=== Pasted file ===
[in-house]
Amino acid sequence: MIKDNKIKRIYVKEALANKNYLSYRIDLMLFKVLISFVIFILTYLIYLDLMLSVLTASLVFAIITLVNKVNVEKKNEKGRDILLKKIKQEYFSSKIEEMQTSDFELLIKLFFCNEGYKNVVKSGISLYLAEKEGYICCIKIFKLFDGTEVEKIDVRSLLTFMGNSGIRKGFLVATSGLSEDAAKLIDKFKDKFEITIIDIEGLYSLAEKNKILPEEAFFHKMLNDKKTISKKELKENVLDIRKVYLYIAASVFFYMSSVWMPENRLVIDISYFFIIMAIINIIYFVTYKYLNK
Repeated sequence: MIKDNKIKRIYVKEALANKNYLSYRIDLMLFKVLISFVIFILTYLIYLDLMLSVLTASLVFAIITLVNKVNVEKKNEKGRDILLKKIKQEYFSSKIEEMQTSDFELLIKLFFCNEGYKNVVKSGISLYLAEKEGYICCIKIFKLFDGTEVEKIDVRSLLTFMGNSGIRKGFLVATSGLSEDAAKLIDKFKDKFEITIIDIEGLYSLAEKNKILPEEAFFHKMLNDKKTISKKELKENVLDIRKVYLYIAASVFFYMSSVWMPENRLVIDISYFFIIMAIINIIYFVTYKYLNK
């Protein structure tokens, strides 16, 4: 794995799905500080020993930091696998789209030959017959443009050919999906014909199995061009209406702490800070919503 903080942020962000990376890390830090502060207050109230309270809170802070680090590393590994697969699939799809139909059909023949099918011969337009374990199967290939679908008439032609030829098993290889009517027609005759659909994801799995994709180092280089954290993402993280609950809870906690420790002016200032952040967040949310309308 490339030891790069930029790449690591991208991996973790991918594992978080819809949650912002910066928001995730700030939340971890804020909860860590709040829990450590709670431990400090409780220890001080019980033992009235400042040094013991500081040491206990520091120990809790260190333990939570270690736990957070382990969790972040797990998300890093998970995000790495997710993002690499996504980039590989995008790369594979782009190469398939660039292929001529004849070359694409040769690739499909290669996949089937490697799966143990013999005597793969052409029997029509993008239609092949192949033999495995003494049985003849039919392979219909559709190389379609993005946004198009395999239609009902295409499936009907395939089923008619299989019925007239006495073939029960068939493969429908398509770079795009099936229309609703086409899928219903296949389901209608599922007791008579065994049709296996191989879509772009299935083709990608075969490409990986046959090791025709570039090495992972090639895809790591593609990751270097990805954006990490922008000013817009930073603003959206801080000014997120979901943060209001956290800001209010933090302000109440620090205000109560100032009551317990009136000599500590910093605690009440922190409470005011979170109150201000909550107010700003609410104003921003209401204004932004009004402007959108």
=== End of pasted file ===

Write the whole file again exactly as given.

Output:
[in-house]
Amino acid sequence: MIKDNKIKRIYVKEALANKNYLSYRIDLMLFKVLISFVIFILTYLIYLDLMLSVLTASLVFAIITLVNKVNVEKKNEKGRDILLKKIKQEYFSSKIEEMQTSDFELLIKLFFCNEGYKNVVKSGISLYLAEKEGYICCIKIFKLFDGTEVEKIDVRSLLTFMGNSGIRKGFLVATSGLSEDAAKLIDKFKDKFEITIIDIEGLYSLAEKNKILPEEAFFHKMLNDKKTISKKELKENVLDIRKVYLYIAASVFFYMSSVWMPENRLVIDISYFFIIMAIINIIYFVTYKYLNK
Repeated sequence: MIKDNKIKRIYVKEALANKNYLSYRIDLMLFKVLISFVIFILTYLIYLDLMLSVLTASLVFAIITLVNKVNVEKKNEKGRDILLKKIKQEYFSSKIEEMQTSDFELLIKLFFCNEGYKNVVKSGISLYLAEKEGYICCIKIFKLFDGTEVEKIDVRSLLTFMGNSGIRKGFLVATSGLSEDAAKLIDKFKDKFEITIIDIEGLYSLAEKNKILPEEAFFHKMLNDKKTISKKELKENVLDIRKVYLYIAASVFFYMSSVWMPENRLVIDISYFFIIMAIINIIYFVTYKYLNK
């Protein structure tokens, strides 16, 4: 794995799905500080020993930091696998789209030959017959443009050919999906014909199995061009209406702490800070919503 903080942020962000990376890390830090502060207050109230309270809170802070680090590393590994697969699939799809139909059909023949099918011969337009374990199967290939679908008439032609030829098993290889009517027609005759659909994801799995994709180092280089954290993402993280609950809870906690420790002016200032952040967040949310309308 490339030891790069930029790449690591991208991996973790991918594992978080819809949650912002910066928001995730700030939340971890804020909860860590709040829990450590709670431990400090409780220890001080019980033992009235400042040094013991500081040491206990520091120990809790260190333990939570270690736990957070382990969790972040797990998300890093998970995000790495997710993002690499996504980039590989995008790369594979782009190469398939660039292929001529004849070359694409040769690739499909290669996949089937490697799966143990013999005597793969052409029997029509993008239609092949192949033999495995003494049985003849039919392979219909559709190389379609993005946004198009395999239609009902295409499936009907395939089923008619299989019925007239006495073939029960068939493969429908398509770079795009099936229309609703086409899928219903296949389901209608599922007791008579065994049709296996191989879509772009299935083709990608075969490409990986046959090791025709570039090495992972090639895809790591593609990751270097990805954006990490922008000013817009930073603003959206801080000014997120979901943060209001956290800001209010933090302000109440620090205000109560100032009551317990009136000599500590910093605690009440922190409470005011979170109150201000909550107010700003609410104003921003209401204004932004009004402007959108």